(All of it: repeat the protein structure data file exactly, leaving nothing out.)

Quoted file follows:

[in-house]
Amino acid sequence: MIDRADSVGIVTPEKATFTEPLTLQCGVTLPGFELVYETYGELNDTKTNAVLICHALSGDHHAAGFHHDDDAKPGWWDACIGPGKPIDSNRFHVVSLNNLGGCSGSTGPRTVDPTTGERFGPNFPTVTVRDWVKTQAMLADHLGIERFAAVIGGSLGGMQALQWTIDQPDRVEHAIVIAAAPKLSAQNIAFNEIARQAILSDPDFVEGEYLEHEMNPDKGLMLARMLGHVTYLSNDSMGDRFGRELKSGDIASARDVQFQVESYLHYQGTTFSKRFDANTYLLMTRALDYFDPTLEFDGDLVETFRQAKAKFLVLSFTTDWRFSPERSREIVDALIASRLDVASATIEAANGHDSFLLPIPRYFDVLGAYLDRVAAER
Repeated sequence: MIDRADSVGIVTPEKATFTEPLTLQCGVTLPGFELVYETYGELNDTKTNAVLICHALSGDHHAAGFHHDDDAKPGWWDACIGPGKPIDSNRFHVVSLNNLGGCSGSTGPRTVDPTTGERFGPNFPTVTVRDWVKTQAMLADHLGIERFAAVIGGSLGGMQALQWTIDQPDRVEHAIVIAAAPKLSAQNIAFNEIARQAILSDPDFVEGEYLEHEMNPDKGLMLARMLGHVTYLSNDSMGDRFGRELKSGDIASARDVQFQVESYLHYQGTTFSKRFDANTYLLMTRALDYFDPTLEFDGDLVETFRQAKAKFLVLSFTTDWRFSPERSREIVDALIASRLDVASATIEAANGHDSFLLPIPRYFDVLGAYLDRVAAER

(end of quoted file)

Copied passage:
[in-house]
Amino acid sequence: MIDRADSVGIVTPEKATFTEPLTLQCGVTLPGFELVYETYGELNDTKTNAVLICHALSGDHHAAGFHHDDDAKPGWWDACIGPGKPIDSNRFHVVSLNNLGGCSGSTGPRTVDPTTGERFGPNFPTVTVRDWVKTQAMLADHLGIERFAAVIGGSLGGMQALQWTIDQPDRVEHAIVIAAAPKLSAQNIAFNEIARQAILSDPDFVEGEYLEHEMNPDKGLMLARMLGHVTYLSNDSMGDRFGRELKSGDIASARDVQFQVESYLHYQGTTFSKRFDANTYLLMTRALDYFDPTLEFDGDLVETFRQAKAKFLVLSFTTDWRFSPERSREIVDALIASRLDVASATIEAANGHDSFLLPIPRYFDVLGAYLDRVAAER
Repeated sequence: MIDRADSVGIVTPEKATFTEPLTLQCGVTLPGFELVYETYGELNDTKTNAVLICHALSGDHHAAGFHHDDDAKPGWWDACIGPGKPIDSNRFHVVSLNNLGGCSGSTGPRTVDPTTGERFGPNFPTVTVRDWVKTQAMLADHLGIERFAAVIGGSLGGMQALQWTIDQPDRVEHAIVIAAAPKLSAQNIAFNEIARQAILSDPDFVEGEYLEHEMNPDKGLMLARMLGHVTYLSNDSMGDRFGRELKSGDIASARDVQFQVESYLHYQGTTFSKRFDANTYLLMTRALDYFDPTLEFDGDLVETFRQAKAKFLVLSFTTDWRFSPERSREIVDALIASRLDVASATIEAANGHDSFLLPIPRYFDVLGAYLDRVAAER